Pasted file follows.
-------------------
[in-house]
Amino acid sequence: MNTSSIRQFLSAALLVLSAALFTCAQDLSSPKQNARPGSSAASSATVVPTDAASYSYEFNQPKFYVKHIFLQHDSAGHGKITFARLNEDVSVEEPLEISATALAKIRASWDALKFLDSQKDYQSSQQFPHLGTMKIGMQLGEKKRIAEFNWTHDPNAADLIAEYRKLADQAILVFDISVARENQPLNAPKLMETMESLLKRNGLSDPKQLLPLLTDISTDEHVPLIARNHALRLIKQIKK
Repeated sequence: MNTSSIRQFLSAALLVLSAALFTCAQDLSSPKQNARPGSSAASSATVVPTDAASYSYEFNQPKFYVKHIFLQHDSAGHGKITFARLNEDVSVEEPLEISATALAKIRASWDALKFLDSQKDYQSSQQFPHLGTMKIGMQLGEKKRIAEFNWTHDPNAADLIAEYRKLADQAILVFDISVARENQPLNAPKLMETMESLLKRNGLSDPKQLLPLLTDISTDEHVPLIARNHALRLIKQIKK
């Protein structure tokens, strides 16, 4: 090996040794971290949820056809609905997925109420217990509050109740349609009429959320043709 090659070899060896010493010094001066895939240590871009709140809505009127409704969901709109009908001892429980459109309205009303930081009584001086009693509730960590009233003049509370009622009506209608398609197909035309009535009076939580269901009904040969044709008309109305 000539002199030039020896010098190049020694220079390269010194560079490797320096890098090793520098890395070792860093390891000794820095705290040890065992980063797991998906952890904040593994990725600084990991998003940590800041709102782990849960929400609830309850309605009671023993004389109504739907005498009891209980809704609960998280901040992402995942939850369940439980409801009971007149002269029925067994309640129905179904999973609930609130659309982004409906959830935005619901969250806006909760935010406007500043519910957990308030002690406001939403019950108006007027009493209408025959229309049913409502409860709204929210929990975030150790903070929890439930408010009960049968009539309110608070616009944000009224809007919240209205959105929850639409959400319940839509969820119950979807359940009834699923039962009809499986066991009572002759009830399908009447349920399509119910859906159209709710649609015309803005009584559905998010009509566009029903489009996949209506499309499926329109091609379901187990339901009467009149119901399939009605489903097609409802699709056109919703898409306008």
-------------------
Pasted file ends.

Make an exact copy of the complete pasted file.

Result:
[in-house]
Amino acid sequence: MNTSSIRQFLSAALLVLSAALFTCAQDLSSPKQNARPGSSAASSATVVPTDAASYSYEFNQPKFYVKHIFLQHDSAGHGKITFARLNEDVSVEEPLEISATALAKIRASWDALKFLDSQKDYQSSQQFPHLGTMKIGMQLGEKKRIAEFNWTHDPNAADLIAEYRKLADQAILVFDISVARENQPLNAPKLMETMESLLKRNGLSDPKQLLPLLTDISTDEHVPLIARNHALRLIKQIKK
Repeated sequence: MNTSSIRQFLSAALLVLSAALFTCAQDLSSPKQNARPGSSAASSATVVPTDAASYSYEFNQPKFYVKHIFLQHDSAGHGKITFARLNEDVSVEEPLEISATALAKIRASWDALKFLDSQKDYQSSQQFPHLGTMKIGMQLGEKKRIAEFNWTHDPNAADLIAEYRKLADQAILVFDISVARENQPLNAPKLMETMESLLKRNGLSDPKQLLPLLTDISTDEHVPLIARNHALRLIKQIKK
């Protein structure tokens, strides 16, 4: 090996040794971290949820056809609905997925109420217990509050109740349609009429959320043709 090659070899060896010493010094001066895939240590871009709140809505009127409704969901709109009908001892429980459109309205009303930081009584001086009693509730960590009233003049509370009622009506209608398609197909035309009535009076939580269901009904040969044709008309109305 000539002199030039020896010098190049020694220079390269010194560079490797320096890098090793520098890395070792860093390891000794820095705290040890065992980063797991998906952890904040593994990725600084990991998003940590800041709102782990849960929400609830309850309605009671023993004389109504739907005498009891209980809704609960998280901040992402995942939850369940439980409801009971007149002269029925067994309640129905179904999973609930609130659309982004409906959830935005619901969250806006909760935010406007500043519910957990308030002690406001939403019950108006007027009493209408025959229309049913409502409860709204929210929990975030150790903070929890439930408010009960049968009539309110608070616009944000009224809007919240209205959105929850639409959400319940839509969820119950979807359940009834699923039962009809499986066991009572002759009830399908009447349920399509119910859906159209709710649609015309803005009584559905998010009509566009029903489009996949209506499309499926329109091609379901187990339901009467009149119901399939009605489903097609409802699709056109919703898409306008």